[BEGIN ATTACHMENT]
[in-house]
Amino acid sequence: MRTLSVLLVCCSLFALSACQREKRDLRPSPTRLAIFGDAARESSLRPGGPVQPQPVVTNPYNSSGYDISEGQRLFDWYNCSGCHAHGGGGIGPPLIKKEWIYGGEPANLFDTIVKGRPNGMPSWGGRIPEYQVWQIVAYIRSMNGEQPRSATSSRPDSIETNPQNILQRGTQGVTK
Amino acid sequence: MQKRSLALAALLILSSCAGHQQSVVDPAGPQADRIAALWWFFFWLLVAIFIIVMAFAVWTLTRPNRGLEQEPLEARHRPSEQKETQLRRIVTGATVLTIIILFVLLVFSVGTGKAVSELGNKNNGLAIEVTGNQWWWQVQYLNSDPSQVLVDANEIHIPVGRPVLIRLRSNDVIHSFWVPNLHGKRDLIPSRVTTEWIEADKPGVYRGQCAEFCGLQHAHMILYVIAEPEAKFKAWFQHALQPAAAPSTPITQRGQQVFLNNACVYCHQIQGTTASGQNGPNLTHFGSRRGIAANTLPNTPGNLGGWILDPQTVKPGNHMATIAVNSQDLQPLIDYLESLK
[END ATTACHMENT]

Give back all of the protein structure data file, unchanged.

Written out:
[in-house]
Amino acid sequence: MRTLSVLLVCCSLFALSACQREKRDLRPSPTRLAIFGDAARESSLRPGGPVQPQPVVTNPYNSSGYDISEGQRLFDWYNCSGCHAHGGGGIGPPLIKKEWIYGGEPANLFDTIVKGRPNGMPSWGGRIPEYQVWQIVAYIRSMNGEQPRSATSSRPDSIETNPQNILQRGTQGVTK
Amino acid sequence: MQKRSLALAALLILSSCAGHQQSVVDPAGPQADRIAALWWFFFWLLVAIFIIVMAFAVWTLTRPNRGLEQEPLEARHRPSEQKETQLRRIVTGATVLTIIILFVLLVFSVGTGKAVSELGNKNNGLAIEVTGNQWWWQVQYLNSDPSQVLVDANEIHIPVGRPVLIRLRSNDVIHSFWVPNLHGKRDLIPSRVTTEWIEADKPGVYRGQCAEFCGLQHAHMILYVIAEPEAKFKAWFQHALQPAAAPSTPITQRGQQVFLNNACVYCHQIQGTTASGQNGPNLTHFGSRRGIAANTLPNTPGNLGGWILDPQTVKPGNHMATIAVNSQDLQPLIDYLESLK